The University of Minnesota has joined a growing list of schools and colleges that are confronting their history of institutional racism. At the U of M, that history is now on display (through Nov. 30) at an exhibit at the Andersen Library entitled “A Campus Divided: Progressives, Anti-Communists, Racism and Anti-Semitism at the University of Minnesota, 1930-41.” As a follow-up to the exhibit, the university has established an advisory committee that will dig deeper into the school’s record of racism and prejudice.
That record includes a troubling incident involving a pleasant South Minneapolis neighborhood whose curving streets are named for university presidents. The neighborhood, now known as the Luella Anderson Addition, was developed on a 38-acre plot of land that the university received as a donation from a wealthy civic leader, William Henry Eustis, in the 1920s. Thirty years later, in the late 1950s, the university decided to sell the undeveloped Eustis site to a suburban homebuilder, Marvin H. Anderson, for $551,500. Anderson later named the property for his wife, Luella.
In their telegram, the three local civil rights leaders noted that the university had declined to insert an anti-discrimination covenant in the sale of an earlier piece of property to a local homebuilder. “One of the first prospective buyers was a Negro member of the University faculty who was rejected because of race. (We) feel strongly that the University has the responsibility to exercise leadership in the movement to end discrimination,” the NAACP leaders declared.
In a reply to Carty, Carter and Hall, Middlebrook cited the history of the South Minneapolis property. He explained that Eustis had given the university the land and a fund to support a hospital for crippled children he hoped would be built on the site. When the university decided to sell the Eustis property, it did so in order to generate sales proceeds that could be used to aid crippled children, Middlebrook explained. “In the judgment of our real estate representatives and in our own judgment, the introduction of any restrictive clause would affect the salability and even the sales price. To the extent that it did, it would be contrary to the trust responsibility placed on the University by Mr. Eustis,” Middlebrook said.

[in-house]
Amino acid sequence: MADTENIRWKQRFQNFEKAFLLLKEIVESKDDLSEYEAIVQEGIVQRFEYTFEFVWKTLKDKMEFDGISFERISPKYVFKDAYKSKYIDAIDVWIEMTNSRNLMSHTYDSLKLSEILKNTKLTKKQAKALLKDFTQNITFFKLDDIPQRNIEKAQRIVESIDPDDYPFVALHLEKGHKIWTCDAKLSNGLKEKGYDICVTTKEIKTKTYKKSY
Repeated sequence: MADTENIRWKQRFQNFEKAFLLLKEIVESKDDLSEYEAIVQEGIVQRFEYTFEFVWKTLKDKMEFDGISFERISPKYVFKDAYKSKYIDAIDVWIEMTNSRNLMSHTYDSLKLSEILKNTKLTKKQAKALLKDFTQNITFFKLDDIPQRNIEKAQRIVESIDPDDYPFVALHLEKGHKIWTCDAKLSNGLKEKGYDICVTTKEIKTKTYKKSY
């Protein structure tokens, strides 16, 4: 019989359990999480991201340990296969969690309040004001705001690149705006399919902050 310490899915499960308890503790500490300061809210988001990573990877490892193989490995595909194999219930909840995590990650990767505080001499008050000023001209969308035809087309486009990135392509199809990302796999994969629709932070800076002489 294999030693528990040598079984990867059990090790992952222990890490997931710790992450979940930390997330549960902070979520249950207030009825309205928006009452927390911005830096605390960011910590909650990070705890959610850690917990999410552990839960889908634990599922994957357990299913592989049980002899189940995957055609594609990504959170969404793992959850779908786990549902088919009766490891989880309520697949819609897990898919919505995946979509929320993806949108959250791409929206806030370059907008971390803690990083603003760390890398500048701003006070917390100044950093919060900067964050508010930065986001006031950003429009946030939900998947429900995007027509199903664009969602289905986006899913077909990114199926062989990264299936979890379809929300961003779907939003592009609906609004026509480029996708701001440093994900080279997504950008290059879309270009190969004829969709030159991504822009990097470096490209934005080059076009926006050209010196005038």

The three NAACP leaders reacted angrily to Middlebrook’s effort to use the Eustis trust as an excuse for not complying with their request. “We are appalled by your letter of Jan. 13,” Carter, Carty and Hall wrote. “You plainly say that a covenant on the Eustis property preventing discrimination would affect the salability and even the sales price of the land. This is a myth originated and promulgated by bigots to frighten people into opposing equal opportunity in housing. Evidence in other communities has disproven this myth. Land values drop only where panic selling is promulgated by the unscrupulous in order to make a quick profit by playing on people’s fears. “
Later in the month, the NAACP leaders sent a more conciliatory message to Middlebrook, saying that by inserting an anti-discrimination provision in the contract with Anderson, the university “would exhibit moral leadership worthy of its great position in the community.” But Middlebrook rebuffed their request again. In a terse Jan. 23 letter, he reported that the Eustis property had already been sold, and “an additional encumbrance could not be placed on the property after the sale.”
While this exchange of letters was occurring, Anderson stated publicly that he would not discriminate in the resale of lots at the Eustis site. “I have built for Negroes in the past and I will continue to do so,” he told a Minneapolis Tribune reporter.
While there is no evidence that Anderson went back on his word, he later led the lobbying effort by certain real estate interests to defeat a statewide fair housing bill at the Minnesota Legislature. Despite Anderson’s best efforts, the bill was enacted in 1961.
As the civil rights movement was gaining momentum in the late 1950s, the U of M chose to resist that movement when it sold the Eustis property. By making a conscious decision to reject a fair housing covenant, Middlebrook and others in the university leadership placed a black mark in the school’s history that cannot be removed.